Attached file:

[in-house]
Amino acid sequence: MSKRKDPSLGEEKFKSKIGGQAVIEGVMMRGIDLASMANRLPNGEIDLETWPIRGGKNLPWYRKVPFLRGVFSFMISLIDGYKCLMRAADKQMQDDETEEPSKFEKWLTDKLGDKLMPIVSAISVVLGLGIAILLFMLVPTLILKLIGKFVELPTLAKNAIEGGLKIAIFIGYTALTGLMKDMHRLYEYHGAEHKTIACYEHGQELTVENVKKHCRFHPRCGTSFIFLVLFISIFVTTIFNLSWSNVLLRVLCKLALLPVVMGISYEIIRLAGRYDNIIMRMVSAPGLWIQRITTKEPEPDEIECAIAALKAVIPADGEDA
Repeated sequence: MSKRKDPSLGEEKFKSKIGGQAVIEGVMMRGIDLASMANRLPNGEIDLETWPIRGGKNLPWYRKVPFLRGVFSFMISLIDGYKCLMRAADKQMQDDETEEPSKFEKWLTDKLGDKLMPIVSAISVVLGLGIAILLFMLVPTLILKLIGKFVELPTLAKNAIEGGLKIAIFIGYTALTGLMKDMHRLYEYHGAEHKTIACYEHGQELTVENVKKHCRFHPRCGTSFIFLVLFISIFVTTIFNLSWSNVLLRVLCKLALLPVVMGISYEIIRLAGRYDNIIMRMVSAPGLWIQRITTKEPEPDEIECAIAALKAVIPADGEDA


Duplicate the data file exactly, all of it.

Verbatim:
[in-house]
Amino acid sequence: MSKRKDPSLGEEKFKSKIGGQAVIEGVMMRGIDLASMANRLPNGEIDLETWPIRGGKNLPWYRKVPFLRGVFSFMISLIDGYKCLMRAADKQMQDDETEEPSKFEKWLTDKLGDKLMPIVSAISVVLGLGIAILLFMLVPTLILKLIGKFVELPTLAKNAIEGGLKIAIFIGYTALTGLMKDMHRLYEYHGAEHKTIACYEHGQELTVENVKKHCRFHPRCGTSFIFLVLFISIFVTTIFNLSWSNVLLRVLCKLALLPVVMGISYEIIRLAGRYDNIIMRMVSAPGLWIQRITTKEPEPDEIECAIAALKAVIPADGEDA
Repeated sequence: MSKRKDPSLGEEKFKSKIGGQAVIEGVMMRGIDLASMANRLPNGEIDLETWPIRGGKNLPWYRKVPFLRGVFSFMISLIDGYKCLMRAADKQMQDDETEEPSKFEKWLTDKLGDKLMPIVSAISVVLGLGIAILLFMLVPTLILKLIGKFVELPTLAKNAIEGGLKIAIFIGYTALTGLMKDMHRLYEYHGAEHKTIACYEHGQELTVENVKKHCRFHPRCGTSFIFLVLFISIFVTTIFNLSWSNVLLRVLCKLALLPVVMGISYEIIRLAGRYDNIIMRMVSAPGLWIQRITTKEPEPDEIECAIAALKAVIPADGEDA